Opinion

Lady Macbeth's dress, experimental poetry and a midnight train to Watford – all in a day's work

Why are bookshops so endlessly tempting?

Robin Ince with Book illustrator Marcia and his friend Kate

Robin Ince with book illustrator Marcia and his friend Kate. Image: Robin Ince

Walking into Tate Britain with my friend Kate, I unzip my rucksack for the bag check. I rarely travel lightly as I always chop and change with my reading desires, so usually have a portable library on my back mixing up books on cloud formation, neurodivergence and stories about women who unpick themselves and discover they appear to be part ant and part sewing machine (quite a specific one that, Camilla Grudova’s The Doll’s Alphabet – my favourite book of the year so far). As I lift the flap of the bag, I jovially say, “Books, books, books, books, books.” 

“We have a good bookshop here,” smiles the security person.

I look ruefully, knowing all the temptations I will see today. 

“Oh, I know.” 

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The other security person tells us that she has a book in the bookshop. We ask what it is, and she bashfully replies that it is not really her book. We want to know more and, under our expert interrogation, she explains that she illustrated the Tate book on visibility. The moment we are out of earshot, I tell Katie we must go straight to the shop and buy two copies of Visibility

Marcia is surprised when we return three minutes later (pictured) and ask her to sign our books.

In the John Singer Sargent exhibition, we bump into her again and she tells us a few things about the famous “strapless” painting. 

It is a portrait of Virginie Avegno, who was known as the “it girl” of her day, because Sargent painted her with one of the straps of her dress hanging off her shoulder. Already notorious, this ruined her reputation and she left public life. Marcia explained some of the strokes of paint that reveal amendments, then leaves us to look at Lady Macbeth’s dress. We eat cake and talk ants and sewing machines, and depart via the existential agony of Francis Bacon and the pop art vivacity of Pauline Boty.

Marcia is now at the exit, so we wave goodbye with a happy sense of new connection. Accidentally looking in the Oxfam Bookshop window which I just happen to be walking past, I spy a title that beguiles me: Rebel Women of the Apocrypha by the artist Marcelle Hanselaar. With etchings of Lilith and the Witch of Endor, I decide it must be mine and place it in my portable library sack which is now coming with me to Walthamstow Trades Hall for a night of poetry which includes the magnificently monikered Other Theresa, a joke that my pal Joel only gets when she is introduced on stage. He delights in the revelation. Later, Other Theresa delivers a poem about smear tests while lying on her back. This is one of the many differences between Other T and Mother T.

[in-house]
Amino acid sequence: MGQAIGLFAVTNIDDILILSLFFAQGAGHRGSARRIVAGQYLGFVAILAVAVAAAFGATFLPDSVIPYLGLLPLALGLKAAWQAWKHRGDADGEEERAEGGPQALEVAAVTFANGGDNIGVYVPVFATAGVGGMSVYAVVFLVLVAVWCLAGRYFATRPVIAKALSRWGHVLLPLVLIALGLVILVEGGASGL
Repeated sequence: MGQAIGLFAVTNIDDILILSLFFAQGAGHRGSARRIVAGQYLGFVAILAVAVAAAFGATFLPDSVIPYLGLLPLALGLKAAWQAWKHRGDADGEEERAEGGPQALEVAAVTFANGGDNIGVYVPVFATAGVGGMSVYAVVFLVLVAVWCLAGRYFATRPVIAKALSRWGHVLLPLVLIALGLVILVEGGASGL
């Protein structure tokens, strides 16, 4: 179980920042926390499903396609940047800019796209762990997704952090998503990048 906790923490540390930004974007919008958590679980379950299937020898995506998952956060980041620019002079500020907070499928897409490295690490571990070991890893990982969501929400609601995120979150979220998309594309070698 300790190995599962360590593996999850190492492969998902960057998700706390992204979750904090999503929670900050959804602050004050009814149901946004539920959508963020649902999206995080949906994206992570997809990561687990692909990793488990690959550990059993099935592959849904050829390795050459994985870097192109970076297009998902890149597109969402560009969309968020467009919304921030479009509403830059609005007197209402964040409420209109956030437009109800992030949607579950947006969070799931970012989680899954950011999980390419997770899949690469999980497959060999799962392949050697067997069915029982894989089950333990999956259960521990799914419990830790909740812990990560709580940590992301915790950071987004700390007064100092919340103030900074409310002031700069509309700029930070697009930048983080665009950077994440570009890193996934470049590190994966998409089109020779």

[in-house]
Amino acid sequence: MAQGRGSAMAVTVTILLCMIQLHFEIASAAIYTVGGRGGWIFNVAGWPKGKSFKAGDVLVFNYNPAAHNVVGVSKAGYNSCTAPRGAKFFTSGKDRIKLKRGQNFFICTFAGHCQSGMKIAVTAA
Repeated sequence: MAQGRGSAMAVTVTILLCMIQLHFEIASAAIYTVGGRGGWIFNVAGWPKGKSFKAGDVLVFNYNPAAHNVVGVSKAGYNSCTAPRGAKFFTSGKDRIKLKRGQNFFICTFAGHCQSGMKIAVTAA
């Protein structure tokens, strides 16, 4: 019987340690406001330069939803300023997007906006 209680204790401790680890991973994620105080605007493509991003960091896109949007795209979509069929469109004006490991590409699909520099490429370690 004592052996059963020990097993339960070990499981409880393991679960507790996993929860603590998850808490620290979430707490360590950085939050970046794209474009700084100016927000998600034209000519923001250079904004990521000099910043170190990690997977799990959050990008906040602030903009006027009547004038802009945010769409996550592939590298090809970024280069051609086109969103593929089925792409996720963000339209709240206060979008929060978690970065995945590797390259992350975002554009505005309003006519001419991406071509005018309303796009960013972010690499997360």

One of the first poets on stage, Eithne Cullen, starts with, “my first poem is about Robin Ince” and then proceeds to deliver a second with me as the absurd subject. Immediately, I rifle through my sack to find a pen and paper as I realise that I must open with the words, “my first poem is about Eithne Cullen”. I write two poems about Eithne who possesses both forename and surname that are not rhyme handy. 

Taking the stage an hour later with a sheaf of poems in hand, as ever, I keep meeting new tangents and steering wildly into them, so I think I only manage to perform four poems in the hour (six if you include the two on Eithne). 

I drink one more pint than I should and am the last to leave the Trades Hall. It will be 1am before the train gets me home, but I am safe in the knowledge that I have an emergency bar of chocolate in the rucksack that I will share with the rebel women of the Bible during any points failure outside Watford Junction. 

Bibliomaniac by Robin Ince

Robin Ince is a comedian, writer and broadcaster.

His book Bibliomaniac (Atlantic Books, £10.99) is out now. You can buy it from The Big Issue shop on Bookshop.org, which helps to support The Big Issue and independent bookshops.

This article is taken from The Big Issue magazine, which exists to give homeless, long-term unemployed and marginalised people the opportunity to earn an income.

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